✕

OK, so these are representations of the combinator expressions on successive steps. But where are the rules being applied at each step? As we’ll discuss in much more detail in the next section, in the way we’ve done things so far we’re always doing just one update at each step. Here’s an example of where the updates are happening in a particular case:
✕

Continuing longer we get (note that some lines have wrapped in this display):
✕

A feature of the way we’re writing out combinator expressions is that the “input” to any combinator rule always corresponds to a contiguous span within the expression as we display it. So when we show the total size of combinator expressions on each step in an evolution, we can display which part is getting rewritten:
✕

Notice that, as expected, application of the S rule tends to increase size, while the K rule decreases it.
Here is the distribution of rule applications for all the examples we showed above:
✕

We can combine multiple forms of visualization by including depths:
✕

✕

We can also do the same in 3D:
✕

So what about the underlying trees? Here are the S, K combinator rules in terms of trees:
✕

And here are the updates for the first few steps of the evolution of s[s][s][s[s[s]]][k][s] (SSS(S(SS))KS):
✕

In these pictures we are effectively at each step highlighting the “first” subtree matching s[_][_][_] or k[_][_]. To get a sense of the whole evolution, we can also simply count the number of subtrees with a given general structure (like _[_][_] or _[_[_]]) that occur at a given step (see also below):
✕

One more indication of the behavior of combinators comes from looking at tree depths. In addition to the total depth (i.e. Wolfram Language Depth) of the combinator tree, one can also look at the depth at which update events happen (here with the total size shown underneath):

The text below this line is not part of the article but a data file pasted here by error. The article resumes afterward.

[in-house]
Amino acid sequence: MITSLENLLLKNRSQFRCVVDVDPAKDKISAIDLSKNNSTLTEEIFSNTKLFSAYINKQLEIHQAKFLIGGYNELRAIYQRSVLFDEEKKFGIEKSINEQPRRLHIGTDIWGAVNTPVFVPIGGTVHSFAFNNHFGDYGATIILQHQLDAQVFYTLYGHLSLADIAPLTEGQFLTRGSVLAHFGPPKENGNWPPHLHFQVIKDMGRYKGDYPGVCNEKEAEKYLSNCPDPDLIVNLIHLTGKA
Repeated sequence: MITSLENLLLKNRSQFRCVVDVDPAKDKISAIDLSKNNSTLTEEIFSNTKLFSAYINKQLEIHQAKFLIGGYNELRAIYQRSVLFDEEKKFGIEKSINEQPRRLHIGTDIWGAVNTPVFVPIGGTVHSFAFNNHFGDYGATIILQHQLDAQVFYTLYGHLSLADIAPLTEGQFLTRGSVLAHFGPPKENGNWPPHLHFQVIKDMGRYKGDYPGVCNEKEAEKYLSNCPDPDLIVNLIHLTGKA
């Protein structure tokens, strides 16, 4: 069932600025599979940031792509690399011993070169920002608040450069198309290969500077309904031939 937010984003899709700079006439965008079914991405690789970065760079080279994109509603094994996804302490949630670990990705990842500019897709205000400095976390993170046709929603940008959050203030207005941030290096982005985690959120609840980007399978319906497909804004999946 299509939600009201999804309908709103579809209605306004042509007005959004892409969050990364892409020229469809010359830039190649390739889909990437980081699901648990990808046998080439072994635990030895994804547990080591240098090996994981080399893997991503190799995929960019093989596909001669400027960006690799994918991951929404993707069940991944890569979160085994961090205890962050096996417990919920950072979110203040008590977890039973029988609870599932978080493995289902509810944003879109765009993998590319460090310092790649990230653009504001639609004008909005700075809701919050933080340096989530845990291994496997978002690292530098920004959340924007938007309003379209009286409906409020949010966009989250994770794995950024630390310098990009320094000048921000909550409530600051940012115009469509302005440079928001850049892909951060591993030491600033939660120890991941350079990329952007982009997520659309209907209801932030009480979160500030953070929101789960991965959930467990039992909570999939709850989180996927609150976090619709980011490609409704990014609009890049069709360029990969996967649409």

✕

Here are the depth profiles for the rules shown above:
✕

Not surprisingly, total depth tends to increase when growth continues. But it is notable that—except when termination is near at hand—it seems like (at least with our current updating scheme) updates tend to be made to “highlevel” (i.e. lowdepth) parts of the expression tree.
When we write out a combinator expression like the size33
✕

or show it as a tree
✕

we’re in a sense being very wasteful, because we’re repeating the same subexpressions many times. In fact, in this particular expression, there are 65 subexpressions altogether—but only 11 distinct ones.
So how can we represent a combinator expression making as much use as possible of the commonality of these subexpressions? Well, instead of using a tree for the combinator expression, we can use a directed acyclic graph (DAG) in which we start from a node representing the whole expression, and then show how it breaks down into shared subexpressions, with each shared subexpression represented by a node.
To see how this works, let’s consider first the trivial case of f[x]. We can represent this as a tree—in which the root represents the whole expression f[x], and has one connection to the head f, and another to the argument x:
✕

The expression f[g[x]] is still a tree:
✕

But in f[f[x]] there is a “shared subexpression” (which in this case is just f), and the graph is no longer a tree:
✕

For f[x][f[x][f[x]]], f[x] is a shared subexpression:
✕

For s[s][s][s[s]][s][s]] things get a bit more complicated:
✕

For the size33 expression above, the DAG representation is
✕

where the nodes correspond to the 11 distinct subexpression of the whole expression that appears at the root.
So what does combinator evolution look like in terms of DAGs? Here are the first 15 steps in the evolution of s[s][s][s[s]][s][s]:
✕

And here are some later steps:
✕

Sharing all common subexpressions is in a sense a maximally reduced way to specify a combinator expression. And even when the total size of the expressions is growing roughly exponentially, the number of distinct subexpressions may grow only linearly—here roughly like 1.24 t:
✕

Looking at successive differences suggests a fairly simple pattern:
✕